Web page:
Students getting screened for Sexually Transmitted Infections (STIs) are as common as unsolicited opinions on the Internet. Probably because it’s easy, confidential and (most importantly) free. Getting routinely checked is normal and necessary for a healthy sex life. But we get that not everyone gets tested regularly. Whether you’re a first-timer or just curious to know more, we’ve put together a guide of FAQs to shed light on the process. So if you’ve got any burning symptoms or burning questions, read ahead.
How do I know when to book an appointment?
You can see a GP regarding anything sexual health related: an STI check, STI prevention or answers to questions. Remember, you only need to reveal personal details about sexual history and activity once you’re in the room with the GP, so just make an appointment as normal!
If you think you might have been exposed or haven’t been tested in the last 12 months (6 months for men having sex with other men), come on in. You can also score yourself some free condoms and discuss other methods of contraception, including the morning after pill. Of course, if you simply want to talk about safe sex, sexuality, or sex ed; our nurses are happy to chat about that too.
What does an appointment look like?
We offer two types of appointments. If you don’t have any symptoms, you can book an appointment with the nurse on campus. At Hawthorn, there’s a nurse-led sexual health clinic every week. The nurse will ask questions, determine the tests you need and guide you through them. A doctor, also known as a general practitioner (GP) might pop in occasionally to authorise tests as required too.
If you do have current symptoms, you’ll need a GP appointment. It’ll run very much the same, but they’ll also discuss your symptoms and be able to give you relevant medical advice.
How long does an appointment go for?
The whole process usually takes about 30 minutes tops. It’s a quickie (ha).
What type of questions will I be asked?
Your practitioner might ask about your vaccinations, recent surgeries and tattoos. And of course, your sexual activity: current and past. They won’t need all the juicy details, just the basic need-to-know ones. Questions like how many sexual partners you’ve had recently and whether you used contraception. Keep in mind you’re in a safe space. A judgement-free zone. So, be honest, your answers will help the practitioner determine your risk of STI and what tests you need.
How are STIs tested?
There are a few different ways to test for STIs, all of them fairly quick and easy. Most checks just involve a simple urine sample, while some might require a swab. Don’t worry, these will be explained before you head to the bathroom for some privacy. Occasionally there might be a blood test, and even more occasionally, an examination (usually, a cervical cancer-screening or ‘pap smear’, if it’s due). Whichever tests are required, your practitioner will be there to guide you through the process.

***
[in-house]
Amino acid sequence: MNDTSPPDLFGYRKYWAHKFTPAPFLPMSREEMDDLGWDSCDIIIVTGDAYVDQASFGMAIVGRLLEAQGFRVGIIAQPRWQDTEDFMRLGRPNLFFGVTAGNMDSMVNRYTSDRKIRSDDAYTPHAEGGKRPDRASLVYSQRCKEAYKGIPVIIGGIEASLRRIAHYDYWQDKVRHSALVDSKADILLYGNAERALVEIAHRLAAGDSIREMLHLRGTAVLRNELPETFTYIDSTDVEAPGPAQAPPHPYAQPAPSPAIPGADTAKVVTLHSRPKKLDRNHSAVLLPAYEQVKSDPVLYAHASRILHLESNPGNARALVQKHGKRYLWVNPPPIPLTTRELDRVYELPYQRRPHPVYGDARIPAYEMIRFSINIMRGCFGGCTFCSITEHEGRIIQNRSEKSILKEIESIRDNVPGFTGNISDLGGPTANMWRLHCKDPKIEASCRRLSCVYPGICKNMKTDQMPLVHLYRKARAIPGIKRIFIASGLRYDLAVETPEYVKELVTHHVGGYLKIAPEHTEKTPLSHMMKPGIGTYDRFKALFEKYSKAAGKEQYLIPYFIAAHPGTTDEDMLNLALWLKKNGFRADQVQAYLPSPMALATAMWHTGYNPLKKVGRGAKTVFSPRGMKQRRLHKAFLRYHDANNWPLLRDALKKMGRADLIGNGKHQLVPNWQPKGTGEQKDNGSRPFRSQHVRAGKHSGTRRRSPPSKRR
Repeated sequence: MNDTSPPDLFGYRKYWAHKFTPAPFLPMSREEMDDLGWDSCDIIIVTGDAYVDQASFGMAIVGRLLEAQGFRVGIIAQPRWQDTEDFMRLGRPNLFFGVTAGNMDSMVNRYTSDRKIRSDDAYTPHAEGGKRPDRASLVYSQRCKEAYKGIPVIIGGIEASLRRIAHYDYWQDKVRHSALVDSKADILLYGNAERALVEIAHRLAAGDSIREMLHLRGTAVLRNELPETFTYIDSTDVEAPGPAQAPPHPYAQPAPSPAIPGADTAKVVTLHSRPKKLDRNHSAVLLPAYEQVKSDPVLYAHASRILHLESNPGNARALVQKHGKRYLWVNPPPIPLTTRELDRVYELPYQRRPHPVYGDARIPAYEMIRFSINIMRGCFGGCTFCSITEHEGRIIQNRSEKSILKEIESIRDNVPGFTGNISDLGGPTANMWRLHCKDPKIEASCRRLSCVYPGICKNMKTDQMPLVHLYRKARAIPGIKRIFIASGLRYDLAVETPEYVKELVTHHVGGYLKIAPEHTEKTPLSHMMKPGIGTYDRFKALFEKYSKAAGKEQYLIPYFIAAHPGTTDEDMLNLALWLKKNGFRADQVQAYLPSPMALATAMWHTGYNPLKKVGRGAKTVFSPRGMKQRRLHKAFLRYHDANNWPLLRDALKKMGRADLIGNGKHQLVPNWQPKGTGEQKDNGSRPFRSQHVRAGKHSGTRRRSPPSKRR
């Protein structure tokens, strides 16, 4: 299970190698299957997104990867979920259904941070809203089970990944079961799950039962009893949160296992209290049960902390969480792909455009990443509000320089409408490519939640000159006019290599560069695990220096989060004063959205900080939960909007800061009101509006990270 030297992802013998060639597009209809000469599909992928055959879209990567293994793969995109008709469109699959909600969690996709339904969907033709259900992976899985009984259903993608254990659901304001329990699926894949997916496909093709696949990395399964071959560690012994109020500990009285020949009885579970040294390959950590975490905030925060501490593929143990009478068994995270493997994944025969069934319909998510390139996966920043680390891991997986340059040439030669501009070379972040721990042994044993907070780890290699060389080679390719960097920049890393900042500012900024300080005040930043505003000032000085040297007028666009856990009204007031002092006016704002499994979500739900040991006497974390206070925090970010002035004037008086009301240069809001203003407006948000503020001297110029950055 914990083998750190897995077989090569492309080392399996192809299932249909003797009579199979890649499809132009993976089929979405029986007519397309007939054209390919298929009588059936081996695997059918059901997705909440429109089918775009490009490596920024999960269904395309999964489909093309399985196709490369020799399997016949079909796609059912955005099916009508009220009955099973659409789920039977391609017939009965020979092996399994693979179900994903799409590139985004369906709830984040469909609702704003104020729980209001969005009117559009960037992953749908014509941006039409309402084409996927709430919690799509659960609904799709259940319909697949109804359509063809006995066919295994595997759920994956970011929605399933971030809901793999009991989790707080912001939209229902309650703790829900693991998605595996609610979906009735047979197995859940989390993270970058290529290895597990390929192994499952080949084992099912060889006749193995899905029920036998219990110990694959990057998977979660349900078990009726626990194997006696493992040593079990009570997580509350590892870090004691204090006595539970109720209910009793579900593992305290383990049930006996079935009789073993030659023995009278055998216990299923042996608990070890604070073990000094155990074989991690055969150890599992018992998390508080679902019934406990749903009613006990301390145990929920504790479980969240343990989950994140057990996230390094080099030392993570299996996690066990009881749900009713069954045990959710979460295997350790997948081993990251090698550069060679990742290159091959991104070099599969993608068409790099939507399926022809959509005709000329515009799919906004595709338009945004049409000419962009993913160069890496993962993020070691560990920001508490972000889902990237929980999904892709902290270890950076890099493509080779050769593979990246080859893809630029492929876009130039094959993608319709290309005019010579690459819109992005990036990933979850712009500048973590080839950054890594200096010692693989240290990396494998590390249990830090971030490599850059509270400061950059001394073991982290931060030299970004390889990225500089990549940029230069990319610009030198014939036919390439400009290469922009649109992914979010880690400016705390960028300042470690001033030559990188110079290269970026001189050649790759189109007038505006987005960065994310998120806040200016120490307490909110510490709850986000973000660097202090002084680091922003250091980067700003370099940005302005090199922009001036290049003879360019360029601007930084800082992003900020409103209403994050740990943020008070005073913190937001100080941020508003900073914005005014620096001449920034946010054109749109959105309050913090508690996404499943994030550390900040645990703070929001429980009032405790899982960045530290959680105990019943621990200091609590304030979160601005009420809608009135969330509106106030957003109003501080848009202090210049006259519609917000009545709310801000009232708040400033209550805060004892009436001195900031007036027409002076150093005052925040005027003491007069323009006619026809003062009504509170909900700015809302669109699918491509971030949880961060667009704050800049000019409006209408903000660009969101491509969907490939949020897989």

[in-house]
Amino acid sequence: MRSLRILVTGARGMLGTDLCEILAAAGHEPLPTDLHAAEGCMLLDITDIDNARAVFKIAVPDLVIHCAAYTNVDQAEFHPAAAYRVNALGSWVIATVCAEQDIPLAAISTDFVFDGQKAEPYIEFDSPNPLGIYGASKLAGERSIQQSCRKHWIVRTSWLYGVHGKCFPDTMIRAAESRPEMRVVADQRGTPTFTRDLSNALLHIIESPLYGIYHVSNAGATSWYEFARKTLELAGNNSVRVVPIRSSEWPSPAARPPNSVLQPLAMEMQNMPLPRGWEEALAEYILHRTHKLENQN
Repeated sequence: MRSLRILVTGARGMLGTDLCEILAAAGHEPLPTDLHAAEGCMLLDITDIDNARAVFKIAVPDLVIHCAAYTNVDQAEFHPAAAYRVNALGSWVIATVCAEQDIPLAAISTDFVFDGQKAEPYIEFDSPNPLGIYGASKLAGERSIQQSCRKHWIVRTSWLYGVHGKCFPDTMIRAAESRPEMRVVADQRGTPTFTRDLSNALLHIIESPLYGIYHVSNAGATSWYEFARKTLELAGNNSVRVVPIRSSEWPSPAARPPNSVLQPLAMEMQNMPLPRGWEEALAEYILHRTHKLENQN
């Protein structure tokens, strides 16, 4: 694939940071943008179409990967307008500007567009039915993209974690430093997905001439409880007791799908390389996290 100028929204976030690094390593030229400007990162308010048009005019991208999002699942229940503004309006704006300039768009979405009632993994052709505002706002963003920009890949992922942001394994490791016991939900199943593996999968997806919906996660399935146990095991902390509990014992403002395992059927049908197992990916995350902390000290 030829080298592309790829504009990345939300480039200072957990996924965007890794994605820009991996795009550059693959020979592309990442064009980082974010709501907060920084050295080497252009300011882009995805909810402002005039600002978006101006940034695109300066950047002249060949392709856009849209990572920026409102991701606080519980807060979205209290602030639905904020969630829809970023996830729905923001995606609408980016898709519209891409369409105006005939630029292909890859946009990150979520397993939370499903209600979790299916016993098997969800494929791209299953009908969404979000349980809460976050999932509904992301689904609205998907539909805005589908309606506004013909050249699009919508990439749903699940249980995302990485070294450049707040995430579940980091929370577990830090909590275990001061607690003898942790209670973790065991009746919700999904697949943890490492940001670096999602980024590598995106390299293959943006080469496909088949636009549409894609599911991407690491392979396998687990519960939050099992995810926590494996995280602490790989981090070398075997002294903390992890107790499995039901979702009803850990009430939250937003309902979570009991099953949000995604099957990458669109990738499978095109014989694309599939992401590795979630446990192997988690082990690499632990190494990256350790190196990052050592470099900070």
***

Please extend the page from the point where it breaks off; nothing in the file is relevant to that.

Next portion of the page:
Will I feel uncomfortable?
While not everyone is super comfortable sharing information about their sex life at first, the upside is: the more you get checked, the more normal it becomes. Either way, it’s important to be honest when answering any questions. Try to remember that even though the nurse might seem like a stranger to you, they’re no stranger to STI checks. This is what they do every day and they’re here to help.
When will I get my results?
Usually, within a week. Generally, you’ll be asked to come in so the nurse can talk through the results and you can ask any questions.
Will my results be shared with anyone else?
No. Like any other medical appointment, your results and anything else you discuss with the nurse or GP is protected by patient confidentiality. It can’t be shared with anyone else, like a teacher or nosy family member, without your explicit consent.
Will a negative result affect my visa?
Your results will stay between you and your practitioner. Positive or negative, your results won’t change your student visa.
How much will the appointment cost me?
Usually, zero. It’s a free service for all students and you can make as many appointments as you need.
Local students: we bulk bill our services, meaning our practitioners only charge what Medicare cover and there’s no extra payment required from you.
International students: appointments are covered by the mandatory health insurance required by your visa. Some Overseas Student Health Cover (OSHC) policies might require you to pay upfront and collect reimbursement from your insurance company later. Please remember to check before you go.